AGING IN STYLE | Should I stay, or should I go?
This article was published in November/December 2017 editions of Seattle City Living, the Madison Park Times and Queen Anne & Magnolia News. This article is reprinted by permission of Pacific Publishing Co. ©2017
By Karen Pfeiffer Bush
Seniors and their families often grapple with the question about whether seniors should stay in their current homes by making renovations and adaptations for “aging in place,” relocate to another home, or move to a senior living community? These are tough questions with no boilerplate answers.
The first issue to address: Is it safe to stay in the current home? If it’s not safe, can adaptations or renovations be made that will make it safe? Will the costs be reasonable?
Before a costly remodel, it’s important to consider all the options. Sometimes, in a desire to maintain independence and “stay home,” seniors may refuse to check out the possibilities. But, once they start exploring, they are often surprised to discover a number of great choices.
If you’re a family member, it may be difficult for you to convince your senior to look at options outside of staying put. One suggestion that helps: Assure them you are not trying to persuade them to decide one way or the other but, rather, you’re helping them research options so they can make an informed decision.
Once you’ve jointly gathered information about alternative living situations, the next step should be to evaluate the current home. Figure out what’s possible in the way of adaptations that will make it safe and comfortable for aging in place. An interior designer who specializes in senior living can help a senior visualize the possibilities and determine what needs to be done.
What does a senior-living interior designer do?
Most interior designers offer an initial complimentary consultation during which they show you examples of their work, explain their process and, more importantly, learn about the senior homeowners’ challenges and goals. Based on that meeting, the designer will put together a written proposal along with a contract for your review.
Interior designers typically work inward from the home’s interior walls. They help guide decisions about the renovations. Sometimes, the required alterations will take walls down to the studs. Designers create construction documents including plans for demolition, electrical, plumbing, and finishes such as flooring, fixtures, tile, and countertops. If the scope requires, an interior designer will confer with an architect or structural engineer. Most interior designers stay onboard with a project throughout the construction phase. This ensures that the general contractor is following the design as created.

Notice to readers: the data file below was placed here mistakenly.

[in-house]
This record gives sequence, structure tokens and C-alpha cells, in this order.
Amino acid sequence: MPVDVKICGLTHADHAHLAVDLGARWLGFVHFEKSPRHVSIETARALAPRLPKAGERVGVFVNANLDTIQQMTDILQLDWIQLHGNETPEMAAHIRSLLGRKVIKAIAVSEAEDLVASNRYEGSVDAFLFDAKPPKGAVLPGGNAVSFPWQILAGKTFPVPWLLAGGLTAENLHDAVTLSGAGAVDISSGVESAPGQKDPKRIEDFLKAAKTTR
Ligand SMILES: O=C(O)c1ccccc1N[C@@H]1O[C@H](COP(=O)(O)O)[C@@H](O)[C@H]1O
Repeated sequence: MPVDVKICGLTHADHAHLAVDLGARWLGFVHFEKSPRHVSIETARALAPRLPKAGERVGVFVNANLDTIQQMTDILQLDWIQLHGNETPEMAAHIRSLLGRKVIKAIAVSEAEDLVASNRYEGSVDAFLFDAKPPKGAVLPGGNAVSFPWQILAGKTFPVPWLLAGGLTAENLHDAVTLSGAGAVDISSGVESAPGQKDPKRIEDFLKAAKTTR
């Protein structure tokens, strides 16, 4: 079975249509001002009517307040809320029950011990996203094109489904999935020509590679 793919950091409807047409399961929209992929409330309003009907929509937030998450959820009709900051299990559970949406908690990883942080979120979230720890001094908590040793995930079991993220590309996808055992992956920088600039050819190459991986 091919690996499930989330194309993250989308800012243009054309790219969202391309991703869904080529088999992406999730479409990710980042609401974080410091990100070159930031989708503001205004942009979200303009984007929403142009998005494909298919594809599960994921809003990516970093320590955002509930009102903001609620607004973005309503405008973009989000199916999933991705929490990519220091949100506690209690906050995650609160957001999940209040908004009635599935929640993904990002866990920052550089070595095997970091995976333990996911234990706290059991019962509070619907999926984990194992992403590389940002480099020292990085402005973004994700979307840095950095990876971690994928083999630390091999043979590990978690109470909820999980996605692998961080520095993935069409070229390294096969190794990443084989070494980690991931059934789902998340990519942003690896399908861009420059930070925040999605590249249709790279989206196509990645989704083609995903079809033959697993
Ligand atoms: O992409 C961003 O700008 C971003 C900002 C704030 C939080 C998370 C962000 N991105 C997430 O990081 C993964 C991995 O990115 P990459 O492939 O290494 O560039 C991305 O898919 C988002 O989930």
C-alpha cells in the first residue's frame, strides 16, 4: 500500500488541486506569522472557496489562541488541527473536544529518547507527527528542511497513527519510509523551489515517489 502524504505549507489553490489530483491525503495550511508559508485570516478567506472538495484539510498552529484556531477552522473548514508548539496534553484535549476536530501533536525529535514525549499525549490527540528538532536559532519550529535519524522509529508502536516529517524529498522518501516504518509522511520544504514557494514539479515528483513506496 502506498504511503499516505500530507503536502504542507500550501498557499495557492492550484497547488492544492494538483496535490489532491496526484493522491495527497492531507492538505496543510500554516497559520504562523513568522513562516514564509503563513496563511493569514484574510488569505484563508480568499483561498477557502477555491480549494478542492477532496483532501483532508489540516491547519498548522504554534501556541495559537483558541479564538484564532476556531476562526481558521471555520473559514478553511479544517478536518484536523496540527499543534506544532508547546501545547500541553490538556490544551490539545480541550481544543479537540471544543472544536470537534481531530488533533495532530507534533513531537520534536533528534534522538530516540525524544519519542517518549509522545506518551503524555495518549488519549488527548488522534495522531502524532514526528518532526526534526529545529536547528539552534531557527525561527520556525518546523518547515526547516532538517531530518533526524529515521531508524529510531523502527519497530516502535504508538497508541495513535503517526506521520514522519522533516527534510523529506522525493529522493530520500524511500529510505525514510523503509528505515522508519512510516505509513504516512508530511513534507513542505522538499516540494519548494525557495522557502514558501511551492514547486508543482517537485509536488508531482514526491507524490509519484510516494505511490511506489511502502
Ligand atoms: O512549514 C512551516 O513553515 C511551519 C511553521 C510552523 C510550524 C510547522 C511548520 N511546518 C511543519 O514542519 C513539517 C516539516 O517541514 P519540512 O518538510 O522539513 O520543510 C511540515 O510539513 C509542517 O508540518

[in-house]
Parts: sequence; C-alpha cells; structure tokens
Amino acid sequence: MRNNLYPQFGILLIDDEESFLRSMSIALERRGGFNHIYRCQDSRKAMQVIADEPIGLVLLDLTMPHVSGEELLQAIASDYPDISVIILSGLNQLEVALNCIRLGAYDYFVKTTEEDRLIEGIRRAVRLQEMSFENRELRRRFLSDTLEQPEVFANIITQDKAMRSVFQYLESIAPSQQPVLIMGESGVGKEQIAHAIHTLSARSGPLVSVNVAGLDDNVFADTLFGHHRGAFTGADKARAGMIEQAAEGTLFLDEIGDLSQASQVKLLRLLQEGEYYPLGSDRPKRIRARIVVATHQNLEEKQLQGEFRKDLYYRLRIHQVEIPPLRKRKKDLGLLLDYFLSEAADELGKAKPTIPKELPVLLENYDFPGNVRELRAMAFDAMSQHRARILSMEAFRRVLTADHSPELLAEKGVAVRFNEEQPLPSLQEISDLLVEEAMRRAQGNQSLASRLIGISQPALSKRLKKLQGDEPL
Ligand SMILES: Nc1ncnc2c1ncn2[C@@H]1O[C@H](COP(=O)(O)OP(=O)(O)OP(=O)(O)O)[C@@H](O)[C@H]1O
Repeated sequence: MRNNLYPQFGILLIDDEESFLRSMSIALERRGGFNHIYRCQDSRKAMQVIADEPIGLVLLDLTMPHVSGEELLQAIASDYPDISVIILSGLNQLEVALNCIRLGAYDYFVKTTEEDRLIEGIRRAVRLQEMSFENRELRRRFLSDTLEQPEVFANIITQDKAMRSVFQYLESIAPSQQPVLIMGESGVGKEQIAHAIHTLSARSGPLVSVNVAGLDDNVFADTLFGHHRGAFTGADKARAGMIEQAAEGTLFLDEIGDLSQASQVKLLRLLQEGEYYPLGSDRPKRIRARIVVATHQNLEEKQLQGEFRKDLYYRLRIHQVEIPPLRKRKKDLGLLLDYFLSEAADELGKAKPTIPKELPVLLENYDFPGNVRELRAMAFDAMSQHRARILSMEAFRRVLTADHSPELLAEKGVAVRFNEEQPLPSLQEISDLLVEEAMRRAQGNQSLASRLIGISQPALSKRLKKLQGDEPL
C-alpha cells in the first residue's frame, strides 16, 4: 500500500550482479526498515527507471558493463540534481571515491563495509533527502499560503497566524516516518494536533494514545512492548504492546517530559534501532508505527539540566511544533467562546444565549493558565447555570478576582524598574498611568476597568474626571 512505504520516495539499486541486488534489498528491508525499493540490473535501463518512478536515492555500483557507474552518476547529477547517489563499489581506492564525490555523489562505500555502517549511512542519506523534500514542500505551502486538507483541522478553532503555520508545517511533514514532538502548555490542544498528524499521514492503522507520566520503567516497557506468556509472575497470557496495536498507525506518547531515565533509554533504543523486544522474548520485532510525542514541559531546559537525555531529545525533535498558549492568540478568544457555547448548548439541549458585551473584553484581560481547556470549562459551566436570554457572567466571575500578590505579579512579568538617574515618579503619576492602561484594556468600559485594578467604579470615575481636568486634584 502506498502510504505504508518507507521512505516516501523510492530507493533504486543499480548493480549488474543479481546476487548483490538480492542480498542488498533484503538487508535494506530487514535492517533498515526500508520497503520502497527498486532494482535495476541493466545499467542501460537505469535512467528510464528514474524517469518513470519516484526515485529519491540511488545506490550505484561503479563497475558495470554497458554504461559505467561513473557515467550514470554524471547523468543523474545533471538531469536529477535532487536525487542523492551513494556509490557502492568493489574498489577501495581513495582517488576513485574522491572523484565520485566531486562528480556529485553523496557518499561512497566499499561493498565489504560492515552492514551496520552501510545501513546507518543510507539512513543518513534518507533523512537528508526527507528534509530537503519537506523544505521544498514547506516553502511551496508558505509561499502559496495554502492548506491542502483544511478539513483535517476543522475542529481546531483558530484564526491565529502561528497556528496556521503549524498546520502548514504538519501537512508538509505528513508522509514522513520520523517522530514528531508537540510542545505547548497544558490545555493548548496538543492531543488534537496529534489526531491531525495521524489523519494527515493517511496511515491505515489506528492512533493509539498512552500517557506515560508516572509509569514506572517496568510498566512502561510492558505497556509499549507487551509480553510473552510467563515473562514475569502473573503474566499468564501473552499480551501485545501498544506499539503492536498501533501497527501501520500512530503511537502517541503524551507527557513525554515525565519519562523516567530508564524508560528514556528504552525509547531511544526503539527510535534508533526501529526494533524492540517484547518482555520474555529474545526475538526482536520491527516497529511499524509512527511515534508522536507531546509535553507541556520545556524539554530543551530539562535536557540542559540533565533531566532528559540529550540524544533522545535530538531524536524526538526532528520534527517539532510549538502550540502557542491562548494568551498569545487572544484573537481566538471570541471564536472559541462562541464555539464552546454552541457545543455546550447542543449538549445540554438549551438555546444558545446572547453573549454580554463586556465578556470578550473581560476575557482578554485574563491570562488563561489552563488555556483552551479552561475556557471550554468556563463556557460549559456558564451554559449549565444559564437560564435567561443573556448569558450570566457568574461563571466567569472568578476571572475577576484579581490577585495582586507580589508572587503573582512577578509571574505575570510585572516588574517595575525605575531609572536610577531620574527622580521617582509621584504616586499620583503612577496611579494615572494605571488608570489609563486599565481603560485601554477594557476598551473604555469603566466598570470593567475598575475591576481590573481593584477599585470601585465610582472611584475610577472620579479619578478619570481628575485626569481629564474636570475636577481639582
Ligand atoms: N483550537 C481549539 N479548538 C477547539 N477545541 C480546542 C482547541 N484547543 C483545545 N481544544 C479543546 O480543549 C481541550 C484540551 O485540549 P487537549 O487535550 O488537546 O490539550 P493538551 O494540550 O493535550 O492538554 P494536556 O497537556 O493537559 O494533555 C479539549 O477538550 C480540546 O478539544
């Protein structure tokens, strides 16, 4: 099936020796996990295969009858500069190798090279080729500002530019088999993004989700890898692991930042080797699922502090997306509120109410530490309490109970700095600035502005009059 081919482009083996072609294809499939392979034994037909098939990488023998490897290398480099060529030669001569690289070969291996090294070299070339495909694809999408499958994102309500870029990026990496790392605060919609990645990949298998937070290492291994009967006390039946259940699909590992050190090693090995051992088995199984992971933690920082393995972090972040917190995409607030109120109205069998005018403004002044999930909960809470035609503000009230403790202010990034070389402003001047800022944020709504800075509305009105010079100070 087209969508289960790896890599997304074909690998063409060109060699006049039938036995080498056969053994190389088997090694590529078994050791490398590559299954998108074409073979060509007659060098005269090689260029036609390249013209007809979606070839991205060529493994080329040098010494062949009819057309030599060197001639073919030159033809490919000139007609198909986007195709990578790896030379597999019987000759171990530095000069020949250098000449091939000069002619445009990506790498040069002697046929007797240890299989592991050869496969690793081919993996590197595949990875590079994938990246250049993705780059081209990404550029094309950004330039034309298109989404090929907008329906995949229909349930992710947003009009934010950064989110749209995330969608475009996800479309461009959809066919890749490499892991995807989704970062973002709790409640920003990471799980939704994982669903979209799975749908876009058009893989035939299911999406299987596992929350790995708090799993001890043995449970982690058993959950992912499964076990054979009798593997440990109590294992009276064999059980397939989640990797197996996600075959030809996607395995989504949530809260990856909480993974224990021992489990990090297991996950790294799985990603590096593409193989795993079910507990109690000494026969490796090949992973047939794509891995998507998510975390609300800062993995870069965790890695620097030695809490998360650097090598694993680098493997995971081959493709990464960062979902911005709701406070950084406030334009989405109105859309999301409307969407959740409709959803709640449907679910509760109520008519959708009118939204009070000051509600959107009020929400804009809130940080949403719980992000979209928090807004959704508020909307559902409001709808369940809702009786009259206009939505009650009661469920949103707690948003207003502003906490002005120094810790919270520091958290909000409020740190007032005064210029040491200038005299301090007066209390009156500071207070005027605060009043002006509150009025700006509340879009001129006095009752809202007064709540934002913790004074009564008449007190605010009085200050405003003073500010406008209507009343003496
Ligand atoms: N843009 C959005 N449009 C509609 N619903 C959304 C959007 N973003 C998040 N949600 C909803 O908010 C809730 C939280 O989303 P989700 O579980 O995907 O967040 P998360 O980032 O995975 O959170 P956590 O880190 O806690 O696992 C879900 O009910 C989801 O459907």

Interior designers also help with color selections and décor; this includes window treatments, paint, furniture and art. Designers have access to showrooms and design centers not open to the public. This enables designers to offer better pricing, larger selections, and special ordering of décor items not available at retail stores.
If structural changes are not required, home health and assistive device companies sell and install safety and mobility equipment such as grab bars, walk-in tubs, ramps, and specialty furniture.
First, explore the options for renovating your home with an interior designer who specializes in senior living. Second, look at modifying the home with home assistive apparatuses. These two steps will let seniors see what’s possible if they choose to stay in their current home.
Once you have estimates for the renovations and adaptations, you will be able to analyze the costs, work, time, and disruptions required to stay put. Compare these to the costs and convenience of moving to a senior living community or into another house in which it’s easier to age in place.
Safety and financial costs are not the only considerations. Social and emotional concerns are equally important. If a senior has an excellent, reliable support system in place, that should be a consideration in staying put. However, if they feel isolated and unsupported, moving may be a better option.
The correct decision, whether to stay or go, is ultimately up to the individual. Sometimes there are not defining factors that make the answer clear-cut. My recommendation: Take steps to gather the information necessary for an informed decision; know your options and the associated expenditures.
Doing this sooner rather than later, will provide peace of mind and facilitate future planning. This way, if something unexpected happens, you won’t need to ask yourself the question, “Should I stay, or should I go?” Because you’ve done your homework, you already know the answer.
Karen Pfeiffer Bush is a senior living specialist and owner of two Seattle-based companies, Studio 65 (www.studio65design.com) and Housewarming (www.housewarmingseattle.com). Contact Karen at (206) 920-1868 or email her at firstname.lastname@example.org.